Apache Spark with PySpark

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In Data Science, we are expected to work with extremely large quantities of data, so much so that a typical run of the mill computer will not have the proper power to handle all the data. One of the programs we can utilize to work with this data (often called Big Data) is Spark.

Apache Spark is an open-source unified analytics engine for large-scale data processing. Spark provides an interface for programming entire clusters with implicit data parallelism and fault tolerance. — as defined by Wikipedia

Spark is particularly useful to Data Scientists because of its capabilities for data analytics. Spark works by letting us take our data into the cloud. Through the use of many virtual machines processing bits and parts of the data, we can achieve our results much faster.

Spark was originally written in Scala, a programming language, but since Python has become such a favorite, a Python API for Spark has been developed. It is called PySpark. Through PySpark we can work with Spark and Big Data in a programming language we Data Scientists know and love.

For the code notebook I have provided, I am not actually connected to the cloud, I am using the notebook as a demonstration for simple procedures in Spark. They are similar to our beloved Pandas, but because of some syntax and rules, I thought it would be helpful (for myself as well) to run through some of the basics:

The dataset I am using is the one I created from this blog. It is a small dataset showing information on the top 25 broadway shows. While the dataset is not exactly a large one, the syntax will be the same regardless. In order to connect to Spark, we have to create a session. This will allow us to use Spark and all its capabilities. We establish a connection like this:

spark = pyspark.sql.SparkSession.builder.getOrCreate()

The spark variable will be our connection to Apache Spark and allow us to do everything we need to do. Next thing we’ll do is read in the data.

broadway = spark.read.csv('broadway.csv', header=True)

The above is the equivalent of df.head() in Pandas, the default amount of rows is 20. Next thing we would do is to check the datatypes. In PySpark we do that with this method:

broadway.printSchema()

We can now see the datatypes and whether or not null values are allow in the columns (nullable = True means yes). The only column that would give us trouble here is ‘Current Ticket Cost’. This should be a float. We can change it very easily:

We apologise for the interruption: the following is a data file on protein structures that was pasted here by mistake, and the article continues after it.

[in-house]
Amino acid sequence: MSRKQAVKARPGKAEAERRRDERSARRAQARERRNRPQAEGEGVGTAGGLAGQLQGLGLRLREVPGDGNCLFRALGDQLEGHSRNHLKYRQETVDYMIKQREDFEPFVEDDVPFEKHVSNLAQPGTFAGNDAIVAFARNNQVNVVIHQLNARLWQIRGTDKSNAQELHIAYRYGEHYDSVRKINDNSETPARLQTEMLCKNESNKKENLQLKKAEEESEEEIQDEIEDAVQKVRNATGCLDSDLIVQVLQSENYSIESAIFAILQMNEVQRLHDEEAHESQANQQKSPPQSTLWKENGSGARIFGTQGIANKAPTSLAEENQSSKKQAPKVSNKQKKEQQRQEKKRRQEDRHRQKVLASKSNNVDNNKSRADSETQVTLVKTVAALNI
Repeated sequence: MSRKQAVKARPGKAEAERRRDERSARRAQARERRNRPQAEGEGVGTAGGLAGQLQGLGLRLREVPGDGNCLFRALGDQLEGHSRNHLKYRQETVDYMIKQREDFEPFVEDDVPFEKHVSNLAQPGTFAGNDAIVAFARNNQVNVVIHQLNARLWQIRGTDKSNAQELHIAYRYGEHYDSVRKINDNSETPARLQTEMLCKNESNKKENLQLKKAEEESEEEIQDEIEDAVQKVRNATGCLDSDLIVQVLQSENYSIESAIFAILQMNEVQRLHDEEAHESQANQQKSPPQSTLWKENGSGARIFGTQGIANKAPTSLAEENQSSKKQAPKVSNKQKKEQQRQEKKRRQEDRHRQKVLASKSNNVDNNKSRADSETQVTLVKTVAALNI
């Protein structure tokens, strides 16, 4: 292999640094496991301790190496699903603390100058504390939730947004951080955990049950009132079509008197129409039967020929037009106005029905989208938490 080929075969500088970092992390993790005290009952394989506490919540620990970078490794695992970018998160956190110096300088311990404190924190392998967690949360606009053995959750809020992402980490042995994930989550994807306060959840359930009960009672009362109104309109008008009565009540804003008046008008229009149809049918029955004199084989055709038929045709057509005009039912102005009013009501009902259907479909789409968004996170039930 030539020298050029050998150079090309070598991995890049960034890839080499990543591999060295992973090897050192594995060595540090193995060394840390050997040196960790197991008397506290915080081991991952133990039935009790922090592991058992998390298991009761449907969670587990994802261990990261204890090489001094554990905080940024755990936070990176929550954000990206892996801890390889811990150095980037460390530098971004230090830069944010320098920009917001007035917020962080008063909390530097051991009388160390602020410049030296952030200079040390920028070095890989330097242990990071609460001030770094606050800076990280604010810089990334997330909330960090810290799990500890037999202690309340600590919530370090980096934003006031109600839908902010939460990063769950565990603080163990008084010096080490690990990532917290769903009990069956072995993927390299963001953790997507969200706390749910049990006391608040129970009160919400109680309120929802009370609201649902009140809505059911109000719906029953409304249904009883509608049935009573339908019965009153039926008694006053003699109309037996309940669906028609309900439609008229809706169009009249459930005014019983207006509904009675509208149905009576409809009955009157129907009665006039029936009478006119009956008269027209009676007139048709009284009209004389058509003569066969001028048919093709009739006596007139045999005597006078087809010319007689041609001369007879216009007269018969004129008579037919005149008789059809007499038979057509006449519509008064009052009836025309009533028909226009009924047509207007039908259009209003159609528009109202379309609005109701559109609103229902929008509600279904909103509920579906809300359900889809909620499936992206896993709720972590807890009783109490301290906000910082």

broadway = broadway.withColumn('Current Ticket Cost', broadway['Current Ticket Cost'].cast('double'))

Double is PySpark’s version of a float. And just like Pandas, we can overwrite the DataFrame to save it in place. We are essentially overwriting that column having the values be of the datatype ‘double’. Now, let’s say we want to do some string manipulation. We don’t want the word ‘Theatre’ in any of the values of the Theater column. This is how we do this in PySpark:

from pyspark.sql import functions as F

In the pyspark.sql module we can import functions to give us the ability to access a multitude of functions that can be used as needed. A lot of these functions, like split, are ones that we already know of. A list can be found here. So, first we create a column, ‘Split’ to do the manipulation, then we overwrite the ‘Theater’ column to grab the part of the manipulation we desire. When we are done, we then delete the column we no longer need. The syntax to do this is a little different from Pandas and requires more steps, but it can be done.

Next, with the DataFrame being in check, we are going to save it as a .parquetfile. This is an Apache Spark special file that is used for faster processing. I would recommend doing this. We can covert it like this:

broadway.write.parquet('broadway.parquet', mode = 'overwrite')

Now that we have it in this format, we can do many things. Just like Pandas, we can get summary statistics of numerical columns:

shows.describe().show()

We can also filter the parquet to find specific conditions:

#looking for the shows that cost less than $60
shows['Shows', 'Cost'].filter(shows.Cost < 60).show()

We can even put the parquet into a SQL table to write SQL queries if desired:

#creating a temporary table
shows.createOrReplaceTempView('top25')

In conclusion, learning how to work with Big Data can be as easy as learning how to work with Spark. Thanks to the Python API for Spark, it can be even easier. It is important to understand the differences in the syntax from what we are used to in Pandas. Also, it is important to know about the parquet file. This can help us to make our analysis process even faster.

References:

Apache Spark — https://en.wikipedia.org/wiki/Apache_Spark

Big Data — https://en.wikipedia.org/wiki/Big_data

Parquet — https://parquet.apache.org/

PySpark — http://spark.apache.org/docs/latest/api/python/

PySpark Functions — https://spark.apache.org/docs/latest/api/python/_modules/pyspark/sql/functions.html

Data Scientist / Singer